There is new information Thursday about the thrill ride involved in a deadly malfunction at the Ohio State Fair.
Records show inspectors repeatedly looked over the ride and signed off on it just hours before it came apart Wednesday evening, throwing passengers into the air, killing a high school student and injuring seven other people.
Ohio Gov. John Kasich has ordered all rides at the fair shut down until they are inspected again.
Meanwhile, amusement ride inspections are already underway at the State Fair of Texas, which opens in a little more than 60 days.
Fair officials in Texas are trying to reassure customers that the State Fair of Texas has the toughest inspection process in the country.
Rusty Fitzgerald, senior vice president of operations, helps check every piece of equipment on the amusement rides.
"Every single car has been done," Fitzgerald said, in the shadow of the famous Texas Star Ferris wheel. "We are going to check these welds."
"We have the premier safety program in the country, and we double-inspect everything," he added.
The State Fair of Texas hires its own team of seven inspectors to run a second set of checks on rides beyond what the state requires — even metal tests to catch problems the eye can't see.
"Just to make sure there's no cracking or metal fatigue anywhere," Fitzgerald said.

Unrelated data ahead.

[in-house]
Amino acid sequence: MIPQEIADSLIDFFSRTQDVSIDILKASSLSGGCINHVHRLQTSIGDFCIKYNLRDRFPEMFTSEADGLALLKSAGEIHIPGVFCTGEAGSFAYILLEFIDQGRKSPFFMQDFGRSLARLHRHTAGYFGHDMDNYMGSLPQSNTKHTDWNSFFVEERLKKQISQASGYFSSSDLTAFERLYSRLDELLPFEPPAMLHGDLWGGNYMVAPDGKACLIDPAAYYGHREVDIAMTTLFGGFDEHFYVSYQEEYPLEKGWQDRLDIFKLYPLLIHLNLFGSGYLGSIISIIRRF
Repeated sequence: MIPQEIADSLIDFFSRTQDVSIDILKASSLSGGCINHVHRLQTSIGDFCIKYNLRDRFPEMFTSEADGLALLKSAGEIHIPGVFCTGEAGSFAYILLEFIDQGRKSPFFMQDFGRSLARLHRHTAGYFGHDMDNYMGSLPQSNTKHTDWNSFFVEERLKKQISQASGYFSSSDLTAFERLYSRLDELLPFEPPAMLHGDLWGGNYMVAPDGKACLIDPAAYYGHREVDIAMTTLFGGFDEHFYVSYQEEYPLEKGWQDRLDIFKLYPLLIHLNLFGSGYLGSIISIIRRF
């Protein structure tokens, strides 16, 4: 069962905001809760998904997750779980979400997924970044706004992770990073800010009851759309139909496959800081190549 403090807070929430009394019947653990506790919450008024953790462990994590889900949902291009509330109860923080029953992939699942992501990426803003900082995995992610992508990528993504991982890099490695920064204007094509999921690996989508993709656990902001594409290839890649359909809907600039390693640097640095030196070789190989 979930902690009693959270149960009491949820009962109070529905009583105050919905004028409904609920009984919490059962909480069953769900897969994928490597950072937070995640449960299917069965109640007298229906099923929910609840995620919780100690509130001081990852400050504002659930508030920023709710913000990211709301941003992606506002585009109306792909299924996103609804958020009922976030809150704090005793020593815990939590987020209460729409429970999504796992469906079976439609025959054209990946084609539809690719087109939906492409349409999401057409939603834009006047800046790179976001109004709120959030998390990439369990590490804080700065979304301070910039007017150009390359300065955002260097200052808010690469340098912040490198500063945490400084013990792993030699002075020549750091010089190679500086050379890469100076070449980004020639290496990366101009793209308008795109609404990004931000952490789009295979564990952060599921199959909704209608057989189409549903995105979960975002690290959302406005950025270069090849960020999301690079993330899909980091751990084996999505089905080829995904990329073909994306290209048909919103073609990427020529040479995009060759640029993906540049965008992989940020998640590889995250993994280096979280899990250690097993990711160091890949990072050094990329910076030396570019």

Fitzgerald says there are probably hundreds of rides across the country with a similar design to the one that failed in Ohio. In fact, the State Fair of Texas planned to use one of the same style this year, but that's on hold now until they learn more about what caused the Ohio accident.
"That ride's got a very good safety record on it. I don't know what happened. We are going to find out. We are going to work with the manufacturers and operators up there, and we will find out," Fitzgerald said.
Nationally the Consumer Product Safety Commission says it is aware of 22 deaths associated with amusement attractions, including rides, since 2010.
The State Fair of Texas has not had a death from an attraction since the 1980s.
In 2015, one worker suffered minor injuries when a wheel came off a ride.
Fitzgerald says his team goes above and beyond to keep people safe, even sending inspectors to other states to check out rides before they arrive here.
"We actually have inspectors that are at the Wisconsin State Fair inspecting the rides that are going to come here," he said. "We will have them in Minnesota before they come here so they have multiple inspections before they even arrive here."
The Texas Department of Insurance is responsible for overseeing the inspection process. State officials say consumers at fairs and carnivals should look for inspection stickers to make sure a ride has been checked by a qualified inspector.